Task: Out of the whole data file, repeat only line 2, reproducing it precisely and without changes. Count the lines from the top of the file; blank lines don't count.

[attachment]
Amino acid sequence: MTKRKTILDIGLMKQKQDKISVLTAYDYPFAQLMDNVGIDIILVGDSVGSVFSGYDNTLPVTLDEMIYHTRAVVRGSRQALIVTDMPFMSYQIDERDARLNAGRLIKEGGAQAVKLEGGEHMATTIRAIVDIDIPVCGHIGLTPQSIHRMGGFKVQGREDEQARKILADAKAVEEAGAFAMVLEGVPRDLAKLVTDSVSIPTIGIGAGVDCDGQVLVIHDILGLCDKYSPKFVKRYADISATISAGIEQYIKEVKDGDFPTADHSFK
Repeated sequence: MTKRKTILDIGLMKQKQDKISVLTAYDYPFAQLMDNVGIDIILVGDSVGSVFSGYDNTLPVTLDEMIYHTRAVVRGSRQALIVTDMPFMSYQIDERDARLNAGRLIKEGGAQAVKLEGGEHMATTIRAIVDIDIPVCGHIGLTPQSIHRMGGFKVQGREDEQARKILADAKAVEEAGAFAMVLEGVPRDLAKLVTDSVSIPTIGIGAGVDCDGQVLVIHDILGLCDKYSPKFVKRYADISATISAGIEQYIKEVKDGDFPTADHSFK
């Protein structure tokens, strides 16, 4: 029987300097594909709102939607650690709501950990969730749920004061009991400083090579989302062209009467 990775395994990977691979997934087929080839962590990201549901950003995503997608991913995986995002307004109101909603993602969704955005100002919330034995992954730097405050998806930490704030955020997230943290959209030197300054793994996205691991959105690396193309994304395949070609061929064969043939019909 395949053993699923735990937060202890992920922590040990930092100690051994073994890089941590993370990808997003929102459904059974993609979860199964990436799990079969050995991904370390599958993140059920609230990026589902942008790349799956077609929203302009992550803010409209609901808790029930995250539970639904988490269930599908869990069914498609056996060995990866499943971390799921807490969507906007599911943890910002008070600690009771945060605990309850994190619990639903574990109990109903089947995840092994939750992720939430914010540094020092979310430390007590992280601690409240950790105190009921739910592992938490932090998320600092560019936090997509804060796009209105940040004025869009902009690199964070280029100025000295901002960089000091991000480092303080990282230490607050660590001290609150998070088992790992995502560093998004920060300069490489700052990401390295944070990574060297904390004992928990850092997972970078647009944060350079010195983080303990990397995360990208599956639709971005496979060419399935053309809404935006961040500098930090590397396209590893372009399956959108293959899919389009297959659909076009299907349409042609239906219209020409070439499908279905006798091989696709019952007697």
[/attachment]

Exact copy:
Repeated sequence: MTKRKTILDIGLMKQKQDKISVLTAYDYPFAQLMDNVGIDIILVGDSVGSVFSGYDNTLPVTLDEMIYHTRAVVRGSRQALIVTDMPFMSYQIDERDARLNAGRLIKEGGAQAVKLEGGEHMATTIRAIVDIDIPVCGHIGLTPQSIHRMGGFKVQGREDEQARKILADAKAVEEAGAFAMVLEGVPRDLAKLVTDSVSIPTIGIGAGVDCDGQVLVIHDILGLCDKYSPKFVKRYADISATISAGIEQYIKEVKDGDFPTADHSFK